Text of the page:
Roses & Thorns

Roses & Thorns

Thursday, June 25, 2015

False Impressions by Marianne Rice


As a recovering alcoholic, Cole Tucker has no intention of falling in love with Samantha Chase, especially when he learns her husband and daughter were killed by a drunk driver. How would she ever be able to forgive his past? Samantha Chase is happy to have found a place to start a new life with her son, the last thing she expected was to fall in love with her new boss. But, how can she overlook his former life?

You'll love False Impressions by Marianne Rice, a passionate and poignant tale of new love and second chances.

Donna's Review:

Most of you who read my reviews know that I analyze based largely on the elements that
create good fiction—plotting, characterization, prose (sentence structure), and setting. If these are well-done, even if I have particular issues with the subject matter, I will still rate fairly. Unfortunately, when these things are missing, I also rate likewise.

False Impressions falls short in all of the above. I hate to say it, but I got only 30% through the book before putting it down. I just could not go any further. I tried to like it. I really did. Authors put their heart and soul into a book, even if it is written badly, and every successful author has a few bad books (or a lot) under their belt. That having been said, however, it is not necessary for readers to read the bad stuff. Authors put the bad stuff in the file cabinet. It is either forgotten, laughed about later, or revised when they have better writing skills.

First, the characters and the plotting. I will oftentimes put up with a lot, especially off of new authors, if the characters are well done. In this case, I did not even like these people, and I certainly cared not at all what happened to them. They have issues (deceased spouse, alcoholism), but these have not been translated into clear cut internal and external goals. Without goals, I had no purpose for reading. I did not even have a purpose for reading each section/chapter, because it was not clearly stated (or subtly stated) what the point of view character needed to accomplish in that section to “fix” their situation. As a result, there was no disaster at the end (clearly stated) and no amendment of the goal as the plot drove forward (or was suppose to drive forward) to the next disaster.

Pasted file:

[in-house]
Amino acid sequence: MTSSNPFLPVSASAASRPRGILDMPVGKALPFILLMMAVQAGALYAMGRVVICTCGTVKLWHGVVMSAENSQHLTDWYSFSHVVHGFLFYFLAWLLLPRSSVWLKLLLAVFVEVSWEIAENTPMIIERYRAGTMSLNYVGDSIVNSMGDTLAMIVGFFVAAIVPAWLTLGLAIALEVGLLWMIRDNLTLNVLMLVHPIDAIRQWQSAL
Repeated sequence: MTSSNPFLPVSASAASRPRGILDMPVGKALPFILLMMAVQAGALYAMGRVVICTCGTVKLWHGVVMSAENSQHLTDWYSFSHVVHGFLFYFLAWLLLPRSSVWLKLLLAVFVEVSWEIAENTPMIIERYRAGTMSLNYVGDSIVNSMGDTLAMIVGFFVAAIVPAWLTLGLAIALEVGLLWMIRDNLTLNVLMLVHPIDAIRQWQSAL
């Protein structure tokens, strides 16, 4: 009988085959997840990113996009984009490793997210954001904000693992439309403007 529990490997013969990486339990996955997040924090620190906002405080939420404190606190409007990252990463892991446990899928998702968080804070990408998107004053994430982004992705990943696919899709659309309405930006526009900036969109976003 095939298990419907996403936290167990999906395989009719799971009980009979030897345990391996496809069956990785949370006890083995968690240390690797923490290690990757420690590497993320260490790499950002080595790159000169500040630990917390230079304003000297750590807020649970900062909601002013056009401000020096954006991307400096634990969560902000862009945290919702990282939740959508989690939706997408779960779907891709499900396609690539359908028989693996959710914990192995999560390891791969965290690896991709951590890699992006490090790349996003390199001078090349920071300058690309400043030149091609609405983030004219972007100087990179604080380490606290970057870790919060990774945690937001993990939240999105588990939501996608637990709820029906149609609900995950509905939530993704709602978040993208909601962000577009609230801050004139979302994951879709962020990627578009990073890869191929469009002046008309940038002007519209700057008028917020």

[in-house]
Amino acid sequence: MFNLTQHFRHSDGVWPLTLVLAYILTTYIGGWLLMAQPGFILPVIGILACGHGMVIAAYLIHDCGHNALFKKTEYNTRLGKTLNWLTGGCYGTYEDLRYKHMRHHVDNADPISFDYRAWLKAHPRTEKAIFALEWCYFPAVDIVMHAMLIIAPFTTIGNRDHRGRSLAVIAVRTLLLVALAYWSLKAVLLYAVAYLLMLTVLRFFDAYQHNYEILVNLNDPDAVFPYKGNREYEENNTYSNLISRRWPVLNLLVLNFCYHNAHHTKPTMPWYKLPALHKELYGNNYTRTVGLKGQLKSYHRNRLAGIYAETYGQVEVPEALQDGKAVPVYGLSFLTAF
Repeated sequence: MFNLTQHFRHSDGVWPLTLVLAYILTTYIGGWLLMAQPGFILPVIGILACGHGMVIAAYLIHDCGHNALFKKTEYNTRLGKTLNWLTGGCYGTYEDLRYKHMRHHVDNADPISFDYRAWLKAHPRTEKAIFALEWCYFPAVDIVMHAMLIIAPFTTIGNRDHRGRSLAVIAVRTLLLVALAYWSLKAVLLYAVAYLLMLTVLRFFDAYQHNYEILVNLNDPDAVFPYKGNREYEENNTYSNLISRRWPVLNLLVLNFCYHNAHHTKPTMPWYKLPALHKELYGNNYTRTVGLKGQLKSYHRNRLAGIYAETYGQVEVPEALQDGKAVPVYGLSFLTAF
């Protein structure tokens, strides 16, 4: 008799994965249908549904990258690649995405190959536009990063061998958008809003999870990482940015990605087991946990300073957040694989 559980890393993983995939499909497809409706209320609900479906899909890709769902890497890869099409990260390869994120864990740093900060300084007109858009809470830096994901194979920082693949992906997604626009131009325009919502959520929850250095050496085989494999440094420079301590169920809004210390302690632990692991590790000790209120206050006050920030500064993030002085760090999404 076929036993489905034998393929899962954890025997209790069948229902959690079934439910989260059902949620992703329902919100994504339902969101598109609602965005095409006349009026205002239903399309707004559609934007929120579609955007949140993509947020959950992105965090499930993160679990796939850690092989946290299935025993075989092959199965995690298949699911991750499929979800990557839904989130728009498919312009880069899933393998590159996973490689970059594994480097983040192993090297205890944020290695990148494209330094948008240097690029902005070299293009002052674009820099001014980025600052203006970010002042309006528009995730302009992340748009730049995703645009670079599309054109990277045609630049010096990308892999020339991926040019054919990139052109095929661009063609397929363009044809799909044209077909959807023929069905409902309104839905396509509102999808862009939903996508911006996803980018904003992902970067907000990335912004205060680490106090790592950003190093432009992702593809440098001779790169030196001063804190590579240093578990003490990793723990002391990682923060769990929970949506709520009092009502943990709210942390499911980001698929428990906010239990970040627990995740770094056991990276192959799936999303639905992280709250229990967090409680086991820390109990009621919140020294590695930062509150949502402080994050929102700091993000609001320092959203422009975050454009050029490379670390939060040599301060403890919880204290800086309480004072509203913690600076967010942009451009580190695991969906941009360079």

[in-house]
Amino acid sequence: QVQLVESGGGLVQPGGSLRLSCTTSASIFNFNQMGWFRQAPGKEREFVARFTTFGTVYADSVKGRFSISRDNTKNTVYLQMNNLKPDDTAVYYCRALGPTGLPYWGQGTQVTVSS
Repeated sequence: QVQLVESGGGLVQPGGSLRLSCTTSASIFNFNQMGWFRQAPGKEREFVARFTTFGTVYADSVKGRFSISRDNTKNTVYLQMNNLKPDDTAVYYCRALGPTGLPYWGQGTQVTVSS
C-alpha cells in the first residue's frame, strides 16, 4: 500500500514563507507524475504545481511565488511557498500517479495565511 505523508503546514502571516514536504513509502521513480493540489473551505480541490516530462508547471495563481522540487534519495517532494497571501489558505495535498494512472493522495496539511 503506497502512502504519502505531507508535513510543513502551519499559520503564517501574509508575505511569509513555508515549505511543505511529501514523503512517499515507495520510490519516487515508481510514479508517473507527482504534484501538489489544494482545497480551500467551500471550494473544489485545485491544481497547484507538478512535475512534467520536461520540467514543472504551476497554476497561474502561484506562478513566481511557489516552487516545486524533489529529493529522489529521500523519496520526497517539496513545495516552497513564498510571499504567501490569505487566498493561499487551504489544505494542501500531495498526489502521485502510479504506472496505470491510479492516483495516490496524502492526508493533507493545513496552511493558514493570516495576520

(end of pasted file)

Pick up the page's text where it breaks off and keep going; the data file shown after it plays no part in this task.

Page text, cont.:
Another problem was the dialogue, which in this situation falls flat. The characters spend too much time talking about ordinary things. (Actually, any dialogue discussing ordinary things, unless it drives the plot forward, is flat and unnecessary.) There are long sections with the hero discussing superheroes with the heroine’s son. Perhaps there was a point to this, but even at that, one conversation would have been fine. There is too much cussing that serves no purpose, and the sexual innuendos turned me off. I knew I was in trouble at the end of chapter one. “He looked reluctant but gestured to the back bedroom where she gave him the best two hours of her life.” Not only is the verb tense wacky, but she was merely going to paint the room. A few more of those did me in. There are better ways of creating a “sexy” or “romantic” mood within a book. It involves the emotions and conflict within the characters themselves, not off color dialogue and word play.

The sentence structure is way too long and windy. Some of the sentences are so long I had to reread to remember what was said at the beginning. In other places it was short, with dashes and clipped words. Granted, these have a place in fiction, but they should be used sparingly. Long sentences have no place at all (because basically they become run on sentences). There are tons of comma mistakes, and more often than not the verb tense is changed within a sentence itself. (Reference the quote above.) The poor sentence structure, combined with the ineffective dialogue, results in a confusing mush of sentences that do not enhance the story but merely muddle it further.

Last, but not least, this book is WAY WAY WAY overpriced. It is only 158 pages, which makes the likely word count around 80,000 words. This is the author’s third book, so she is not well-known. Few authors, even well-known ones, price kindle versions with that number of pages that high. Perhaps that is the publisher’s decision. Regardless, it is a bad one.

One rose for effort.

(Note: I did receive a copy from the author in exchange for an honest review.)

Length:  158 Pages
Digital Price:  $5.99

Thanks for visiting. Julie, Donna & Rochelle

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